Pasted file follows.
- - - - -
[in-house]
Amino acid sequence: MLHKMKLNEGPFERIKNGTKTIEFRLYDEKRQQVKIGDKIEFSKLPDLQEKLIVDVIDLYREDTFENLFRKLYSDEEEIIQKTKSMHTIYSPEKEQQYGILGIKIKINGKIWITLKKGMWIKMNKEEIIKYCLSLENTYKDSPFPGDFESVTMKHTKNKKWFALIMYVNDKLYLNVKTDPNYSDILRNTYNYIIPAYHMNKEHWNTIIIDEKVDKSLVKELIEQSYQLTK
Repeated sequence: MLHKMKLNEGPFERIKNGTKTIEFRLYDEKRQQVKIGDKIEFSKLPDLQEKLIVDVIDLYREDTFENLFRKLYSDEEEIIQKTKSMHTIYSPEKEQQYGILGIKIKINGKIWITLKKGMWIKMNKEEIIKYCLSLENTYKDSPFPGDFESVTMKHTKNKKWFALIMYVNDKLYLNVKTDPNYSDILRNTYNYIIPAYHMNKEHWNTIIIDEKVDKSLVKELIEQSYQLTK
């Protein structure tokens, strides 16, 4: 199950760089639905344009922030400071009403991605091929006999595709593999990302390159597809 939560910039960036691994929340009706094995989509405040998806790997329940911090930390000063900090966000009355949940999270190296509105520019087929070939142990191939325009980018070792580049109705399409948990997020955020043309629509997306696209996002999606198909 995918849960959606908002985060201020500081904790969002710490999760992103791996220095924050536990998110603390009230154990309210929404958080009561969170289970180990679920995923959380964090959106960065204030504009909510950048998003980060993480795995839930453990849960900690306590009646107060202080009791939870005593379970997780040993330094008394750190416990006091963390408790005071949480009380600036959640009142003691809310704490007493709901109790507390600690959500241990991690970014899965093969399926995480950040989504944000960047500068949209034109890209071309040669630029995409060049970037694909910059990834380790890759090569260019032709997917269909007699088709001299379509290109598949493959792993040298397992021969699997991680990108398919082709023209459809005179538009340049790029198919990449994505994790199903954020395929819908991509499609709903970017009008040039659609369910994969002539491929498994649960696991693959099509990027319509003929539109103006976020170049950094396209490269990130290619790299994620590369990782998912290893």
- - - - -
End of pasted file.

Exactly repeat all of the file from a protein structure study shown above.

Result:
[in-house]
Amino acid sequence: MLHKMKLNEGPFERIKNGTKTIEFRLYDEKRQQVKIGDKIEFSKLPDLQEKLIVDVIDLYREDTFENLFRKLYSDEEEIIQKTKSMHTIYSPEKEQQYGILGIKIKINGKIWITLKKGMWIKMNKEEIIKYCLSLENTYKDSPFPGDFESVTMKHTKNKKWFALIMYVNDKLYLNVKTDPNYSDILRNTYNYIIPAYHMNKEHWNTIIIDEKVDKSLVKELIEQSYQLTK
Repeated sequence: MLHKMKLNEGPFERIKNGTKTIEFRLYDEKRQQVKIGDKIEFSKLPDLQEKLIVDVIDLYREDTFENLFRKLYSDEEEIIQKTKSMHTIYSPEKEQQYGILGIKIKINGKIWITLKKGMWIKMNKEEIIKYCLSLENTYKDSPFPGDFESVTMKHTKNKKWFALIMYVNDKLYLNVKTDPNYSDILRNTYNYIIPAYHMNKEHWNTIIIDEKVDKSLVKELIEQSYQLTK
């Protein structure tokens, strides 16, 4: 199950760089639905344009922030400071009403991605091929006999595709593999990302390159597809 939560910039960036691994929340009706094995989509405040998806790997329940911090930390000063900090966000009355949940999270190296509105520019087929070939142990191939325009980018070792580049109705399409948990997020955020043309629509997306696209996002999606198909 995918849960959606908002985060201020500081904790969002710490999760992103791996220095924050536990998110603390009230154990309210929404958080009561969170289970180990679920995923959380964090959106960065204030504009909510950048998003980060993480795995839930453990849960900690306590009646107060202080009791939870005593379970997780040993330094008394750190416990006091963390408790005071949480009380600036959640009142003691809310704490007493709901109790507390600690959500241990991690970014899965093969399926995480950040989504944000960047500068949209034109890209071309040669630029995409060049970037694909910059990834380790890759090569260019032709997917269909007699088709001299379509290109598949493959792993040298397992021969699997991680990108398919082709023209459809005179538009340049790029198919990449994505994790199903954020395929819908991509499609709903970017009008040039659609369910994969002539491929498994649960696991693959099509990027319509003929539109103006976020170049950094396209490269990130290619790299994620590369990782998912290893």